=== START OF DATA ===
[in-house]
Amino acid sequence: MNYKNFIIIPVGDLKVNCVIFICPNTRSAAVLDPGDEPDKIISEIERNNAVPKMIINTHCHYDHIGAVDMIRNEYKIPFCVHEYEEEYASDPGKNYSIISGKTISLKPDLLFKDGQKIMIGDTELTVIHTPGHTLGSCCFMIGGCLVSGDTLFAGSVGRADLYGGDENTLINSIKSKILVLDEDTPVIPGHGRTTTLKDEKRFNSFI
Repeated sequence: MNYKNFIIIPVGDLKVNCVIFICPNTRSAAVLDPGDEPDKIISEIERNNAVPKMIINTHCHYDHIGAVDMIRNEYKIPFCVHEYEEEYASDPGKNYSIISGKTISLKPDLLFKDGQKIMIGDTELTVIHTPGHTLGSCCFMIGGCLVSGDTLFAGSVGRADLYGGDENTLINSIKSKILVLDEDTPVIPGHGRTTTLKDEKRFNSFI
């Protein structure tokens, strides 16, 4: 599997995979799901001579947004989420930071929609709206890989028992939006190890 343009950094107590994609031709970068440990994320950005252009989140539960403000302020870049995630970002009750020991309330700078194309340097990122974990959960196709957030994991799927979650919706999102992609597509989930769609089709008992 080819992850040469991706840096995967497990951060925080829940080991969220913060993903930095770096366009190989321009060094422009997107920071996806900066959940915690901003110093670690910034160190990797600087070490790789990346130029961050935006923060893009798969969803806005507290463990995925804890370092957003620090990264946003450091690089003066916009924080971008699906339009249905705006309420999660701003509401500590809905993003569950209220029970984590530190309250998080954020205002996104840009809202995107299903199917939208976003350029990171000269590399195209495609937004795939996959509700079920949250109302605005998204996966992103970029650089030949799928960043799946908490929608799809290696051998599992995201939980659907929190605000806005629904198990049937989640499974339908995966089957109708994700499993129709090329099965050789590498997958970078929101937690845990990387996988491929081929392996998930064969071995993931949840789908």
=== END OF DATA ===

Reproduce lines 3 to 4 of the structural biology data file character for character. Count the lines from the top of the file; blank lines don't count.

Repeated sequence: MNYKNFIIIPVGDLKVNCVIFICPNTRSAAVLDPGDEPDKIISEIERNNAVPKMIINTHCHYDHIGAVDMIRNEYKIPFCVHEYEEEYASDPGKNYSIISGKTISLKPDLLFKDGQKIMIGDTELTVIHTPGHTLGSCCFMIGGCLVSGDTLFAGSVGRADLYGGDENTLINSIKSKILVLDEDTPVIPGHGRTTTLKDEKRFNSFI
């Protein structure tokens, strides 16, 4: 599997995979799901001579947004989420930071929609709206890989028992939006190890 343009950094107590994609031709970068440990994320950005252009989140539960403000302020870049995630970002009750020991309330700078194309340097990122974990959960196709957030994991799927979650919706999102992609597509989930769609089709008992 080819992850040469991706840096995967497990951060925080829940080991969220913060993903930095770096366009190989321009060094422009997107920071996806900066959940915690901003110093670690910034160190990797600087070490790789990346130029961050935006923060893009798969969803806005507290463990995925804890370092957003620090990264946003450091690089003066916009924080971008699906339009249905705006309420999660701003509401500590809905993003569950209220029970984590530190309250998080954020205002996104840009809202995107299903199917939208976003350029990171000269590399195209495609937004795939996959509700079920949250109302605005998204996966992103970029650089030949799928960043799946908490929608799809290696051998599992995201939980659907929190605000806005629904198990049937989640499974339908995966089957109708994700499993129709090329099965050789590498997958970078929101937690845990990387996988491929081929392996998930064969071995993931949840789908």